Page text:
An unexpected showdown between Buffalo, N.Y.’s mayor and the young progressive activist who defeated him in a Democratic primary earlier this year is becoming a new proving ground for New York Democrats ahead of what is likely to be a series of contentious electoral contests pitting progressives and moderates against each other next year.
The race to be decided next week pits India Walton, 39, a nonprofit leader and a self-described democratic socialist, against Byron Brown, 63, a former chairman of the New York Democratic Party who is seeking his fifth term in the mayor’s office.
Walton, moved to run after witnessing Buffalo police shove and seriously injure a 75-year-old man during protests over the murder of George Floyd, scored a surprise upset over Brown in June’s Democratic primary. Brown announced just days later he would run in the general election as a write-in candidate.
Now, with less than a week to go before Election Day, a flood of Democrats from New York City have waded into the race on the shores of Lake Erie to stump for their chosen candidate.
“It’s a very high-profile race, and people from outside of Buffalo on both sides have been involved,” said state Sen. Michael Gianaris (D), the deputy majority leader who represents a district in Queens.
Earlier this month, Rep. Tom Suozzi (D), who represents Long Island’s Nassau County in Congress, stumped for the incumbent Brown. Gianaris held a fundraiser and appeared at a rally for Walton, the official Democratic nominee. This weekend, Rep. Jamaal Bowman (D) put out a call for volunteers to help Walton’s campaign.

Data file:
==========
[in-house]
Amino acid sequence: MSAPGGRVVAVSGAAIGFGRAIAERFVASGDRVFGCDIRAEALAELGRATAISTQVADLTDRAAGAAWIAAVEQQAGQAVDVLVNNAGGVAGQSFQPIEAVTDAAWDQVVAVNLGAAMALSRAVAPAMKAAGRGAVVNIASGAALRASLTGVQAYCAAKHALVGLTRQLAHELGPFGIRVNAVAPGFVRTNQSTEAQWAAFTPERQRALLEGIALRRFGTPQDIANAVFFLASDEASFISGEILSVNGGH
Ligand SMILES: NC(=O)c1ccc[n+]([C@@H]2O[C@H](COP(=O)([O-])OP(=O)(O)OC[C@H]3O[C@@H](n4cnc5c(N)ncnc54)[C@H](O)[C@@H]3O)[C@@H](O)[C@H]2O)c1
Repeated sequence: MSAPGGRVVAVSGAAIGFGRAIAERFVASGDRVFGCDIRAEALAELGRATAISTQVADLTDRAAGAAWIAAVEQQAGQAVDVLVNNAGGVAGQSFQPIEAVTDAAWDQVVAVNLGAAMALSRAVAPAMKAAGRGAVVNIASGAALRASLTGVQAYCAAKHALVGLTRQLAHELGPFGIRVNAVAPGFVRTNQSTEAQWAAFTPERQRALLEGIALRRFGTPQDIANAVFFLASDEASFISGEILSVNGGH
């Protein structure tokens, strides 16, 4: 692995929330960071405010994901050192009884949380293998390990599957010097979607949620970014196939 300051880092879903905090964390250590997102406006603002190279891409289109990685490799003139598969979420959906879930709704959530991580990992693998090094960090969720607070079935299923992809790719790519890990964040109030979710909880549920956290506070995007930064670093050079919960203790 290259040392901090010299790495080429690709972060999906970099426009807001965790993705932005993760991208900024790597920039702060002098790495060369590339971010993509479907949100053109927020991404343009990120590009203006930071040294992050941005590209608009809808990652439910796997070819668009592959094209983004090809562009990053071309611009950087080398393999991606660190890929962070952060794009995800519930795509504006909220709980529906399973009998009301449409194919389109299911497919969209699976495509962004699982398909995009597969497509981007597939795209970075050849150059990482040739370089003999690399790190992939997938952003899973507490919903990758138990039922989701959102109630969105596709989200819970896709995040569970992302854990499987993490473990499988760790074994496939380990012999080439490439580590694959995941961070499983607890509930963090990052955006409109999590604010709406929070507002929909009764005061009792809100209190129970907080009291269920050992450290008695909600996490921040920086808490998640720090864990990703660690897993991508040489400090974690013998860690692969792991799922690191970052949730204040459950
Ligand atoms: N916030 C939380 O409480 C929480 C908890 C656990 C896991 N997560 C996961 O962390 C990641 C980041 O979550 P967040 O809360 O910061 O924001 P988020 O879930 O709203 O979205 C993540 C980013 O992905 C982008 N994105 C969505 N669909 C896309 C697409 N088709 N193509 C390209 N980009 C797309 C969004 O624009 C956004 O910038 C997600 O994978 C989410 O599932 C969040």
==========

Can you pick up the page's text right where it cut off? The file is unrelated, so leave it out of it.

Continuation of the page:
Senate Majority Leader Charles Schumer (D) and Sen. Kirsten Gillibrand (D) back Walton. So does Rep. Alexandria Ocasio-Cortez (D), who was among the first to call for Jay Jacobs – Brown’s successor as state Democratic Party chairman – to resign after Jacobs compared endorsing Walton to endorsing David Duke, the former klansman who ran for office in Louisiana.
The late endorsements do not appear to have helped Walton. A survey conducted by Emerson College for WIVB-TV, released Wednesday, showed Brown leading Walton by a 54 percent to 36 percent margin – even though his name will not appear on the ballot. The 18-point spread is a wider advantage than the 10-point edge Brown enjoyed the last time Emerson polled the race in August.
But New York Democratic activists and strategists see a longer play behind the sudden interest in a mayoral contest on the other side of the state, a microcosm for a broader evolution inside a state Democratic Party that has been virtually frozen in place for a decade.
“This is a big battle going on within the Democratic Party and in the country generally,” Suozzi said in an interview Wednesday. “This is about Buffalo, this is about New York state, and this is about the United States of America. The president talked about the soul of America in his race. This is about the soul of the Democratic Party.”
Over the last 10 years, New York Democratic politics were virtually entirely controlled by former Gov. Andrew Cuomo. But in recent years, that control was shaken by progressive candidates like Ocasio-Cortez and Bowman, who both beat longtime Democratic incumbents in recent years; by Attorney General Letitia James (D), who won office in 2018; and by a new generation of state legislators who claimed control in Albany and forced through an ambitious agenda that Cuomo had been unwilling to champion.